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Detector Dogs are important partners of Customs officers in the battle against drug traffickers. After the "911" terrorist attacks, the Customs and Excise Department also deploys detector dogs specially trained to detect explosives. Besides, cash detector dogs are first introduced to assist the enforcement of the legislation on “Cross-boundary Movement of Physical Currency and Bearer Negotiable Instruments” commenced on 16th July 2018. There are 57 detector dogs, including 51 drug detector dogs, 2 explosive detector dogs and 4 cash detector dogs being deployed for the mission to detecting drugs, explosives and large amount of cash respectively at the airport, land boundary control points and container terminals.


Types

The Department has three types of detector dogs, including:

All of our detector dogs are passive-alert detector dogs. They respond upon detection of suspicious objects by reacting in a non-intrusive way e.g. sit quietly in front of the object. They are deployed to screen travellers, personal baggage, cargoes and cross-boundary conveyance at Customs checkpoints.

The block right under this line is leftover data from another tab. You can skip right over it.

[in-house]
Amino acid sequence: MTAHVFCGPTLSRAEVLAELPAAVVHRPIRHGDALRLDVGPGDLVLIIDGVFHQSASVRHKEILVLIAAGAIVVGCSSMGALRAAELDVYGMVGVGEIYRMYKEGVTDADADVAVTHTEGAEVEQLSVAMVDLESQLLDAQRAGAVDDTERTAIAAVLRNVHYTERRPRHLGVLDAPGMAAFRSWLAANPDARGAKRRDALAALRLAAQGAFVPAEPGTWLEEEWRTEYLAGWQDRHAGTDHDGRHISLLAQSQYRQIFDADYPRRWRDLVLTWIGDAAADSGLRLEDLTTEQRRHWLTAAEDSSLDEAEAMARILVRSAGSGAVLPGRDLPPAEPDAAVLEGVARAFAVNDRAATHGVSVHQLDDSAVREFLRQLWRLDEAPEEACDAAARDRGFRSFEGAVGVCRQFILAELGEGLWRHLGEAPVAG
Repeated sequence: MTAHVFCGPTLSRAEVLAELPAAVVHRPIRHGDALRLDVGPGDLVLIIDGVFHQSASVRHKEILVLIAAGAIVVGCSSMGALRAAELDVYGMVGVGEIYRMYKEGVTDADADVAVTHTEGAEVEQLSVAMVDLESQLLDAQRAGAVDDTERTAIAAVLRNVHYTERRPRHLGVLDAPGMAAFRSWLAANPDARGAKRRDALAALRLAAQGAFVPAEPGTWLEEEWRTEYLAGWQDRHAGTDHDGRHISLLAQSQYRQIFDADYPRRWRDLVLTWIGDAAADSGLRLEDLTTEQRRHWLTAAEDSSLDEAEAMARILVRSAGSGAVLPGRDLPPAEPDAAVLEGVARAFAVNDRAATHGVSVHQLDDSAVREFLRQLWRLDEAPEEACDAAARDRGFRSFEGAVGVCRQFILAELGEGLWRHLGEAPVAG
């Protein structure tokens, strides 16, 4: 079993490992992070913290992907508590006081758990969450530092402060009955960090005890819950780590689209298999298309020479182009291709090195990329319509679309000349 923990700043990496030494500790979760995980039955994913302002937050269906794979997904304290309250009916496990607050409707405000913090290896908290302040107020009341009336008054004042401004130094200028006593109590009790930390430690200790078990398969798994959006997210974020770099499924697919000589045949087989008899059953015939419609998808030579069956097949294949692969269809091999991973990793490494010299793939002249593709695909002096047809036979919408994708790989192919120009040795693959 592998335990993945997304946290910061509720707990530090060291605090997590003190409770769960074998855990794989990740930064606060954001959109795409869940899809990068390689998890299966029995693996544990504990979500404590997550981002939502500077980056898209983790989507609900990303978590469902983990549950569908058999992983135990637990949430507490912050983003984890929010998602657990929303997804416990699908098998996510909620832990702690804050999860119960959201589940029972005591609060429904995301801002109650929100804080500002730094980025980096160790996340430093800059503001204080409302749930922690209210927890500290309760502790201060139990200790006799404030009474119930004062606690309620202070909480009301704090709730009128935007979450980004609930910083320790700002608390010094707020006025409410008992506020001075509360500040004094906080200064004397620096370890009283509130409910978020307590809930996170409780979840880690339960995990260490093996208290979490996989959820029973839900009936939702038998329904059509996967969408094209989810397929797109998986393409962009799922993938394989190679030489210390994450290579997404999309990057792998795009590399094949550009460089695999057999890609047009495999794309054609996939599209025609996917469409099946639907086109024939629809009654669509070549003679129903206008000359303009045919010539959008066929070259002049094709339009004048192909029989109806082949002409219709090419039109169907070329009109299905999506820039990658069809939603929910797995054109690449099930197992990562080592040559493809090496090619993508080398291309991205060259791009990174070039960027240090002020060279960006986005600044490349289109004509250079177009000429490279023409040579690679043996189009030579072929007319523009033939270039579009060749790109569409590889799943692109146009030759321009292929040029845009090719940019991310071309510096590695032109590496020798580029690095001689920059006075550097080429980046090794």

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Origins and training places

Customs Detector Dogs are mainly originated from the Mainland, the United Kingdom and Canada. They received basic detector dog training from their respective training institutes before joining the Customs and Excise Department. Besides, a few detector dogs are adopted from the Agriculture, Fisheries and Conservation Department and are successfully trained as detector dogs.

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Breeds

Customs Detector Dogs comprise 2 breeds, including 50 heads of Labrador Retriever and 7 heads of English Springer Spaniel.

Labrador Retriever

Labrador Retriever

English Springer Spaniel

English Springer Spaniel

Customs Detector Dogs